The notion of a reciprocal relation between cortical and subcortical brain regions has been observed across a number of domains (Drevets & Raichle, 1998). That is, under normal circumstances increased activity in frontal regions is associated with decreased activity in subcortical regions, such as the amygdala (Kim, Somerville, Johnstone, Alexander, & Whalen, 2003). However, as situational cues lead to activity in subcortical regions, such as NAcc and amygdala, there appears to be a concomitant reduction in frontal activity. As such, a sufficiently strong appetitive signal may, at times, overwhelm executive control functions of the prefrontal cortex. In the present work, regions of the left inferior frontal gyrus/ventral lateral prefrontal cortex (BA 47 and BA 44/45) were more active in dieters compared to non-dieters in response to food images, irrespective of the preload manipulation. One interpretation of these results is that dieters attempt to exert self-control whether their diet is intact or not with dietary failure driven by more basic, reward-related mechanisms. That is, once a diet is broken by the milkshake, self-regulation breaks down as subcortical reward regions take precedence over cortical regions associated with executive functions that support inhibition. The left inferior frontal cortex/vlPFC has been implicated in emotional control (Bunge, Ochsner, Desmond, Glover, & Gabrieli, 2001; Ochsner, Bunge, Gross, & Gabrieli, 2002), and more generally in cognitive control and decision-making (Ridderinkhof, van den Wildenberg, Segalowitz, & Carter, 2004) through inhibition of emotional, physical, and social influences. In the present study, activity observed in this area may reflect automatic efforts to exert restraint in response to food items. An open question, however, is why activation in these or other frontal control regions (e.g., dlPFC) did not differ between preloaded and non-preloaded dieters (i.e., LIFG/vlPFC activity was not diminished for ‘disinhibited’ dieters that received the milkshake as might have been expected). Given that participants were not making explicit decisions about the food items, and no demand characteristics were involved, one possibility is that in the case of the cue reactivity paradigm, these control regions are involved in attempts at self-regulatory control at a more sustained, tonic level.

Unfortunately, such effects cannot be readily explored in event-related fMRI paradigms. Whereas responses in the NAcc and amygdala are transient, activating to brief presentations of food cues, regions whose function are to maintain a state of inhibition, will likely remain either tonically active or inactive for the duration of that condition (Visscher, et al., 2003). Recent neuroimaging work has highlighted an elegant method for capturing such sustained state effects while simultaneously measuring the transient responses to individual items in mixed state-item fMRI designs (Burgund, Lugar, Miezin, & Petersen, 2003; Burgund, Lugar, Miezin, Schlaggar, & Petersen, 2006; Donaldson, Petersen, & Buckner, 2001; Donaldson, Petersen, Ollinger, & Buckner, 2001; Velanova, et al., 2003; Visscher, et al., 2003; Wenger, Visscher, Miezin, Petersen, & Schlaggar, 2004). Future research will likely need to capitalize on such designs to better disentangle sustained and transient signals, as it will be important to understand how and when self-regulation breaks down and how subcortical reward regions interact with cortical executive regions to result in differences in inhibition.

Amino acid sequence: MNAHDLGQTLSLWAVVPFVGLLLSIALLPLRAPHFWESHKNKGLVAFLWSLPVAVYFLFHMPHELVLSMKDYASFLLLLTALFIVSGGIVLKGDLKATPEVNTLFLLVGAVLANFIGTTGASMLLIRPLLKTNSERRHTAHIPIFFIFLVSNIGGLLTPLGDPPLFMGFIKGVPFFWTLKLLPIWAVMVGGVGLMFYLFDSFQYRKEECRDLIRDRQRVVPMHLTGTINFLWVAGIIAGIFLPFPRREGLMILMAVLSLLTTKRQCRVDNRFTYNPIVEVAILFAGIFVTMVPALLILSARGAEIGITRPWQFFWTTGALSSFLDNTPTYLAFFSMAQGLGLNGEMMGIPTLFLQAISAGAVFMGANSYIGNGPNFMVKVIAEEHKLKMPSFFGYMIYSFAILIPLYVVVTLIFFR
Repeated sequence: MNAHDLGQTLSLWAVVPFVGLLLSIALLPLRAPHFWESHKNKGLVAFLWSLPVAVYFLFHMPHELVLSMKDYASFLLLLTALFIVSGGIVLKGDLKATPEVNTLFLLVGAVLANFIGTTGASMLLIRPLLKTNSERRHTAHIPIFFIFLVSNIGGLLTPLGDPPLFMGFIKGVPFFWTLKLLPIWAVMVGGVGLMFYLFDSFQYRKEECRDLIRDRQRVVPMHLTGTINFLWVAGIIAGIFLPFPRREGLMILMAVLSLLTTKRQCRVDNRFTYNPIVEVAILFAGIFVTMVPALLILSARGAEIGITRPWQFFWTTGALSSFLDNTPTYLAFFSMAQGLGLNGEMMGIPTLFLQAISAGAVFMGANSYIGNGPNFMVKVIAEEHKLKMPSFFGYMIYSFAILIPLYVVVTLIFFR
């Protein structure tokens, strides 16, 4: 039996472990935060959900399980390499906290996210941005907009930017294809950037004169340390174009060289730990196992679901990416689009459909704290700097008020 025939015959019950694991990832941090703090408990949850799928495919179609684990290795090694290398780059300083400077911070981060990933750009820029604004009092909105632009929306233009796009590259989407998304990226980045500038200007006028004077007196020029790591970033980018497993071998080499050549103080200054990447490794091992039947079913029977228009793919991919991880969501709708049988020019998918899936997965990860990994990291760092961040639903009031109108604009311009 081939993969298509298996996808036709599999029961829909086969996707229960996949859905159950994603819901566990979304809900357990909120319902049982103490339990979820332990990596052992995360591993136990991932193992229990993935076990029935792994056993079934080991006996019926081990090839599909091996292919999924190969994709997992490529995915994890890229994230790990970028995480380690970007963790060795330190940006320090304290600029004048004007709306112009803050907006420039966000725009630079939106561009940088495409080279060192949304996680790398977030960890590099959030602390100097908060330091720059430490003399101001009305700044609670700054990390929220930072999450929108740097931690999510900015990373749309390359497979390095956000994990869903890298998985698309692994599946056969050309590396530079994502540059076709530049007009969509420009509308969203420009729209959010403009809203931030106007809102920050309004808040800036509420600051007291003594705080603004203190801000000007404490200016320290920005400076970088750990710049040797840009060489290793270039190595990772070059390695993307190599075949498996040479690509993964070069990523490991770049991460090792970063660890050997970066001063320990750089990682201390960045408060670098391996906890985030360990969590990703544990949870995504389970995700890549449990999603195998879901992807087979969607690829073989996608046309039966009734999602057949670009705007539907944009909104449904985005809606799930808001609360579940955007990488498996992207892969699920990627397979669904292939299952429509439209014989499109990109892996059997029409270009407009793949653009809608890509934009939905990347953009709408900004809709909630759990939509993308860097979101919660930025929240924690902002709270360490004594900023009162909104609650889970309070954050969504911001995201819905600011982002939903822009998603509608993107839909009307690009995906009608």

Consistent with this notion, in addition to the notable difficulty of accurately imaging the hypothalamus given its size and location using standard imaging parameters, it is possible that the inability of event-related designs to detect sustained responses also accounts for the absence of hypothalamic activity in the present report. Given the role of the hypothalamus in hunger and satiety, differences across dietary and preload conditions may have been expected. However, such differences may not manifest as transient responses to food cues but rather as more general states of either heightened or reduced satiety levels. Indeed, changes in hypothalamic activity occur relatively slowly (approximately 5–10 minutes after intake) and have been shown to persist over relatively long periods of time (i.e., 30 minutes) (Smeets, de Graaf, Stafleu, van Osch, & van der Grond, 2005a, 2005b). Given that participants in the present study were scanned immediately after ingesting either water or high-calorie milkshakes it is probable that differences in the hypothalamic activity had not yet been fully realized.